Political Gamesmanship Results In Defeat Of Georgia Sports Betting Bills, But Momentum Will Carry Into Next Year

Posted By Matthew Kredell on April 1, 2021 - Last Updated on April 2, 2021

The failure of Georgia to pass sports betting legislation before Wednesday’s end of session illustrated the complexities in passing gambling bills.

Even when most lawmakers support the concept of regulating what constituents already are doing, politics can get in the way.

Georgia sports betting bills got tied up in a divisive battle over voting law changes that drew in LeBron James and the NAACP.

While the Republican-controlled Georgia legislative chambers were able to push the election reform bill through party lines, sports betting became part of the fallout.

Democrats couldn’t stop Republicans on the voting bill. But there were enough conservative, religious-minded Republicans who wouldn’t support a gambling expansion for the Democrats to squash Republican-sponsored sports wagering bills out of spite.

“It was an interesting ride this year,” bill sponsor Rep. Ron Stephens told PlayGeorgia. “The whole session was one step forward, one step back. We just left $100 million on the table that could have gone to Hope and pre-K funding.”

How sports betting became part of larger legislative feud

Sports betting wasn’t a partisan issue when it passed the Georgia Senate. Implementation bill SB 142 passed 34-17 and constitutional amendment SR 135 passed 41-10 with bipartisan support.

If approved by voters, the legislation set up online sports betting run through the Georgia Lottery. The bill tasked the lottery with choosing at least six operators. Georgia doesn’t have casinos for brick-and-mortar sportsbooks, though adding casinos was considered in another bill that failed this session.

Stephens, who sponsored a House sports betting bill, took up the fight to get the Senate sports betting bills through. But they quickly got tied up in the contentious debate over voting rights.

This started with the cancellation of a committee hearing to amend and advance the Senate bills the week following the NBA All-Star Game. Republicans pulled their support because, with the game played in Atlanta, the LeBron James-founded More Than A Vote launched a campaign against what it termed as “voter suppression” efforts in Georgia.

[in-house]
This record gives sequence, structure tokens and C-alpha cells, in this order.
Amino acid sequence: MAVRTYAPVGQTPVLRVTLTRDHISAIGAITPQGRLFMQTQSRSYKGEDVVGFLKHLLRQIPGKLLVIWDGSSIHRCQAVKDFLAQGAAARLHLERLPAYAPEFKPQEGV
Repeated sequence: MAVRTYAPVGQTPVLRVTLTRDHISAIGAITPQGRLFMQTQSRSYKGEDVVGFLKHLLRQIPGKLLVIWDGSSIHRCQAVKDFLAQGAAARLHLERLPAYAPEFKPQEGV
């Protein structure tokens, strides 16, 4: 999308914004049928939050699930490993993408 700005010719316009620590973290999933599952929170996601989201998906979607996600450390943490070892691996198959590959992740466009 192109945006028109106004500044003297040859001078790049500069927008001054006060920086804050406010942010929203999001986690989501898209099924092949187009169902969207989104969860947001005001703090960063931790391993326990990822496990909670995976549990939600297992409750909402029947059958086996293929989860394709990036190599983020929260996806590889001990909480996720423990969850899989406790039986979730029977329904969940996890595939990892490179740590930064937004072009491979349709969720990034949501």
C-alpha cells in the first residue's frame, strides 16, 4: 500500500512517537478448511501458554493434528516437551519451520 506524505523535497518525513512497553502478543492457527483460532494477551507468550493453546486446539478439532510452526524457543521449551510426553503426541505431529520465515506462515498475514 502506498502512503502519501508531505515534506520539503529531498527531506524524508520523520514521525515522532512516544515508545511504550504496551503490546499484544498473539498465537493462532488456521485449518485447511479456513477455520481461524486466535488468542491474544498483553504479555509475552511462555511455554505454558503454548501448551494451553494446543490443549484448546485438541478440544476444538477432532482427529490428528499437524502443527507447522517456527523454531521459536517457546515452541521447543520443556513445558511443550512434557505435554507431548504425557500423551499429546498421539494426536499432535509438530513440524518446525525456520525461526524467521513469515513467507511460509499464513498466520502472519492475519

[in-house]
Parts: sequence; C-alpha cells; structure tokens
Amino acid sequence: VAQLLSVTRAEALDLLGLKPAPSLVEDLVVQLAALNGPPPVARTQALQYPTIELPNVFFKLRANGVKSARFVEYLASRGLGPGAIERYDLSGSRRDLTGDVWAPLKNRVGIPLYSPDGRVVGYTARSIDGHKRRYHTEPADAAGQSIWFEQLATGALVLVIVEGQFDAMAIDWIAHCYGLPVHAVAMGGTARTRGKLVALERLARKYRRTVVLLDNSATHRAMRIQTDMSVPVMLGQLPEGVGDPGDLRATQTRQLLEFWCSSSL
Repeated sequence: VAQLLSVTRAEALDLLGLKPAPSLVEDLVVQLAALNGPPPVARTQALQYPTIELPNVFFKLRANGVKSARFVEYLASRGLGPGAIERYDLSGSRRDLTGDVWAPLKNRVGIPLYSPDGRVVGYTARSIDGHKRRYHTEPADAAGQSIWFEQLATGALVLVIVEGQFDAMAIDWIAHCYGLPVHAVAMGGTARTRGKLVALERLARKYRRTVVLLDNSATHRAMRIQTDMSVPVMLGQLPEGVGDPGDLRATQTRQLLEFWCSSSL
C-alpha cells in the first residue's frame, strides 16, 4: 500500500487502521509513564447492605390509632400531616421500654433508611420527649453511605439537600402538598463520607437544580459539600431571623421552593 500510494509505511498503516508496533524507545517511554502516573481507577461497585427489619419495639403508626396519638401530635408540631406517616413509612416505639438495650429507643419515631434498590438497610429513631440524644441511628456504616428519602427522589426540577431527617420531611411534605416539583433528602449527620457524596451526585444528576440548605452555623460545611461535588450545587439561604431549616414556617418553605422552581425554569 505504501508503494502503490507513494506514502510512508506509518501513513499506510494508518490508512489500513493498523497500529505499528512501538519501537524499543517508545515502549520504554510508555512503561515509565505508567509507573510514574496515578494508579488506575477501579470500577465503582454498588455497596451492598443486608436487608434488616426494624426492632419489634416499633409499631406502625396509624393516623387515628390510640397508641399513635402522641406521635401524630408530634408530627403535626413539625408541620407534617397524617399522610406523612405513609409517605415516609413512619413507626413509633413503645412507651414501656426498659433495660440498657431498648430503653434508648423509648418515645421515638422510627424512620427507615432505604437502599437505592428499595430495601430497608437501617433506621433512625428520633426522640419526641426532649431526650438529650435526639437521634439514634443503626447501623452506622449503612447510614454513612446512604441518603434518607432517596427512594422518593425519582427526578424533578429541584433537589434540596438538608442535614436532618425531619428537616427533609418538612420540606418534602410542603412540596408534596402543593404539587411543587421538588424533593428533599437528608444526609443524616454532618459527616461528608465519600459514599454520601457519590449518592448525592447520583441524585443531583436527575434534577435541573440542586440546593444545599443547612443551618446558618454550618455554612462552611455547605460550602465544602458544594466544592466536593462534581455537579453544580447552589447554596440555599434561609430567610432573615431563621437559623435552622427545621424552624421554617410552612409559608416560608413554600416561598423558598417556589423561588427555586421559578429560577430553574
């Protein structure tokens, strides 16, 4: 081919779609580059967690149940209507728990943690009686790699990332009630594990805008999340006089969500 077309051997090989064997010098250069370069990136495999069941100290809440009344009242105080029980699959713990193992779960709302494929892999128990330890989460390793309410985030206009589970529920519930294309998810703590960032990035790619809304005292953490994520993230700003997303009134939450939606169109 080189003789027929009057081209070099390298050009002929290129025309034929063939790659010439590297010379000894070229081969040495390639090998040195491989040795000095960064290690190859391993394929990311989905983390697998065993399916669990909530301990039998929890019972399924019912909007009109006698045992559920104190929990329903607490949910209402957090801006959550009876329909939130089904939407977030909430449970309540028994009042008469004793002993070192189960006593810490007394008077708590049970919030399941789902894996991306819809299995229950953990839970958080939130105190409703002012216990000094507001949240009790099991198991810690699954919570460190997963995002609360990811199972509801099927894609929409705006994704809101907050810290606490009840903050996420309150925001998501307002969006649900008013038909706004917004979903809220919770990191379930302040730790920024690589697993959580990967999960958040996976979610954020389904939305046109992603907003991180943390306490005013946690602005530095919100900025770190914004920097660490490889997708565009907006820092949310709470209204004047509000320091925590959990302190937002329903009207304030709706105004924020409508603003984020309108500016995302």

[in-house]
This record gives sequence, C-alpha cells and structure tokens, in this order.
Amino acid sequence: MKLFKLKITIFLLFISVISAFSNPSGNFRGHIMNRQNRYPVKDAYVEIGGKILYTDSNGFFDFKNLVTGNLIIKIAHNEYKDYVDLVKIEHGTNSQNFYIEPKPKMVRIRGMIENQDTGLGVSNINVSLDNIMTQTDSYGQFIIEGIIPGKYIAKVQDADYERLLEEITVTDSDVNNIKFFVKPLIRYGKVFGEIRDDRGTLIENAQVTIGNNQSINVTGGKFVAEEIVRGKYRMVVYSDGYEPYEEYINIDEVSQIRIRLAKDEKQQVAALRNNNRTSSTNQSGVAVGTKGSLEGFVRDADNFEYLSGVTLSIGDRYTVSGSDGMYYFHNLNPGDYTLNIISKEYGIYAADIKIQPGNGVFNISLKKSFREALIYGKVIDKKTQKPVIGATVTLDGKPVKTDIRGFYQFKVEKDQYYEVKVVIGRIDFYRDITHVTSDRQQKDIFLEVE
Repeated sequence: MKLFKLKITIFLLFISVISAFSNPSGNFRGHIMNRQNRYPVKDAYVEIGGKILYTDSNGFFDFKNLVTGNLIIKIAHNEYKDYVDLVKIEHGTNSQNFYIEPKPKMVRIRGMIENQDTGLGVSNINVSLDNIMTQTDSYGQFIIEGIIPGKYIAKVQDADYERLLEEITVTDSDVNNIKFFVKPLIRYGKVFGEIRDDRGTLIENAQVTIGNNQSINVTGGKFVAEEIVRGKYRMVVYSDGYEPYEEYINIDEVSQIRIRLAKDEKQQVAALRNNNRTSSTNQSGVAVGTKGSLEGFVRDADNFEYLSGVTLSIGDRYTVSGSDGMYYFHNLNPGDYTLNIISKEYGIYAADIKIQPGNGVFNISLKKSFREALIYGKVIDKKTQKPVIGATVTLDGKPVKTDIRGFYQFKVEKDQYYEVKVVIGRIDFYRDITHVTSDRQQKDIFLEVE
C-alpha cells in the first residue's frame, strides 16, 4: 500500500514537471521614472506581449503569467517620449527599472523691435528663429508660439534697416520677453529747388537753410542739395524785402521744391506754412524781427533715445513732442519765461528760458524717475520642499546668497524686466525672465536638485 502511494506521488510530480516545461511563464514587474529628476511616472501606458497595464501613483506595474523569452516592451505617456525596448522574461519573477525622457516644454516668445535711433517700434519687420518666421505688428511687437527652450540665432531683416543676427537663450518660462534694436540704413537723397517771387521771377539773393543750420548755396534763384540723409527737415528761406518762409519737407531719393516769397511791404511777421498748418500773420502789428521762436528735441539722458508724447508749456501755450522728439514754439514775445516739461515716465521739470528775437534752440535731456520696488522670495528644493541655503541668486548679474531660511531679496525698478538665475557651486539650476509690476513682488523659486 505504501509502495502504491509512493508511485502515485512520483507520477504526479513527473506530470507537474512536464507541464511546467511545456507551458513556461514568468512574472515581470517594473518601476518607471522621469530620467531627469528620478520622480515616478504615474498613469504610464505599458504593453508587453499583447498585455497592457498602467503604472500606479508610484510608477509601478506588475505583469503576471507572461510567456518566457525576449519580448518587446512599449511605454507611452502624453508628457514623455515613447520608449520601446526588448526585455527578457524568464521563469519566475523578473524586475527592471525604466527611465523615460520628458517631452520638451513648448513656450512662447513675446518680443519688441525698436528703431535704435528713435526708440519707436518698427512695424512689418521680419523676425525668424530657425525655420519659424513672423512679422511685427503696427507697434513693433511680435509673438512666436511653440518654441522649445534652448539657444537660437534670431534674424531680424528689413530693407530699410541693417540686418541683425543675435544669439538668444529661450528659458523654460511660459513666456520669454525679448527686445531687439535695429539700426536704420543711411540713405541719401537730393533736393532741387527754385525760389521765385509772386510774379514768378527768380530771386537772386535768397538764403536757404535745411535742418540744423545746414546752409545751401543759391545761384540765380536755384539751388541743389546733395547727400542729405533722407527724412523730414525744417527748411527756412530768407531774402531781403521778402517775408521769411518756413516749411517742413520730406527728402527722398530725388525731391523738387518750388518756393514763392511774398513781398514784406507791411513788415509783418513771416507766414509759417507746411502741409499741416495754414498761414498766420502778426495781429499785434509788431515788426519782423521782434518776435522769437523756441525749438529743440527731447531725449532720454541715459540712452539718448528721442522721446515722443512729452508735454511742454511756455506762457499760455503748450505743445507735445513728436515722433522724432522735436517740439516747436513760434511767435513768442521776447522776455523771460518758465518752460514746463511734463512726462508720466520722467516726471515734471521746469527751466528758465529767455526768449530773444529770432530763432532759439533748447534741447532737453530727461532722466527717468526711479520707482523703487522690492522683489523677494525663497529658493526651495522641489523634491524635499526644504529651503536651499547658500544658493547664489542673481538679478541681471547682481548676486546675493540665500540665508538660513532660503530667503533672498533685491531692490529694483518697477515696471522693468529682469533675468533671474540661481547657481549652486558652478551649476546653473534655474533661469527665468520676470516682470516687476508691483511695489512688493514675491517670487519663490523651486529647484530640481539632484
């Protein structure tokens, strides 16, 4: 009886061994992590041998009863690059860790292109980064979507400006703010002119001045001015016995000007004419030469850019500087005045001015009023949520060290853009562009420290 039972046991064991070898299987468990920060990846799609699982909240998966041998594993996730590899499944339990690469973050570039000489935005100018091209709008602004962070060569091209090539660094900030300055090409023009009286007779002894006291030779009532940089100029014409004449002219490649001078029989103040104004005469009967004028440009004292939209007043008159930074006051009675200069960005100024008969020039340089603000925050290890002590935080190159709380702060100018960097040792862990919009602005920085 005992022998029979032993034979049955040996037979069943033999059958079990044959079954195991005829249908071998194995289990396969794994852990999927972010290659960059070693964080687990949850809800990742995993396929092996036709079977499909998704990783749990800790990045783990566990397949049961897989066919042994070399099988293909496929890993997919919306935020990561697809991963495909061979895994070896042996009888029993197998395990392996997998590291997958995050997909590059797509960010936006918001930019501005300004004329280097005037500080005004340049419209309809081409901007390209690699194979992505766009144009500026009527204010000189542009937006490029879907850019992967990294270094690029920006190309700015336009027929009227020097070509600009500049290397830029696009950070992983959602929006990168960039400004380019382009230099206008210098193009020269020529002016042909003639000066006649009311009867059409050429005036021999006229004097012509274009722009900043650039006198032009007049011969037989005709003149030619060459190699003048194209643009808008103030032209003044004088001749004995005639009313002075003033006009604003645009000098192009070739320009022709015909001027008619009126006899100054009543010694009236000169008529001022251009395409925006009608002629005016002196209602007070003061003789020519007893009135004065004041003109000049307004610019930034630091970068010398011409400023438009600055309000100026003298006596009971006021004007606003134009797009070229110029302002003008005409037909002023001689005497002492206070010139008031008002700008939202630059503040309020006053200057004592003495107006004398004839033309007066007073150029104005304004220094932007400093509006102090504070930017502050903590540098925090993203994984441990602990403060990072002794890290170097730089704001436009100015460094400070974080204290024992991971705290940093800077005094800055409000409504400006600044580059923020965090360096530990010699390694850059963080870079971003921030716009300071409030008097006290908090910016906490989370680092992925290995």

Republicans saw this as a way to admonish the sports teams that supported sports betting legislation.

“The professional teams unfortunately need this badly,” Stephens said. “But back on the voter integrity piece, they came out and made some comments at the NBA All-Star Game that negatively impacted the bill.”

Sports world continues to vocalize disapproval

If Georgia Republicans didn’t like what happened with the NBA All-Star Game, they really won’t like what might happen with the MLB All-Star Game.

Major League Baseball scheduled the 2021 baseball showcase for Atlanta. Media reports indicate there have been conversations about moving the game so as not to “alienate” black players.

Three federal lawsuits have been filed against the law, which even got a thumbs down from US President Joe Biden.

The election changes made waves in other sports as well. Arthur Blank, owner of the Atlanta Falcons, criticized the law.

Voting bill backlash dooms sports wagering bill

Maybe it would have happened anyway, but putting the sports betting bills with the election reform legislation didn’t seem smart.

Democrat support for sports wagering dried up in the House. Stephens had the bills recommitted to the Rules Committee to make changes to address concerns of Democrats. But it wasn’t enough.

Those changes included a more gradual transfer of lottery reserve funds to Hope Scholarship and pre-K funding, changes in minority participation language, and ensuring that most of the state’s take from sports betting revenue went to a needs-based opportunity fund for education.

“All those changes were made at the last minute to try to get a deal done at the end,” Stephens said. “But the well had already been poisoned pretty badly. There were a whole lot of ill feelings and it just fell apart.”

When the committee sent the bills back to the House floor Wednesday, it appeared a last-minute passage was possible.

But Stephens said opposition from the NAACP made that impossible. The NAACP’s statement on the matter admits that its opposition was not based on the merits of regulating sports betting but that Georgia Republicans had not worked with it on other matters.

“We made some changes that most of the minority had preached,” Stephens said. “But then we started counting votes and there was just no way to get it there.”

Next year could bring same result for Georgia sports betting

Although it’s disappointing for Georgia sports wagering to get so close to passing and fall short, it’s not necessarily a setback.

All will be peachy keen if Georgia passes the same bills next session.

The constitutional amendment can’t go in front of voters until November 2022 anyway. Since this was the first year of Georgia’s two-year session, the legislation carries over.

Essentially, the bills start on third base. Passed by the Senate, they will begin in the House Economic Development and Tourism Committee that Stephens chairs.

By then, hopefully, the weird partisan political drama that derailed sports betting this year will have calmed.

“We can see the finish line,” Stephens said. “Whenever we pass it, and we will pass it, it will go back to the Senate floor and they’ll probably make some tweaks.”

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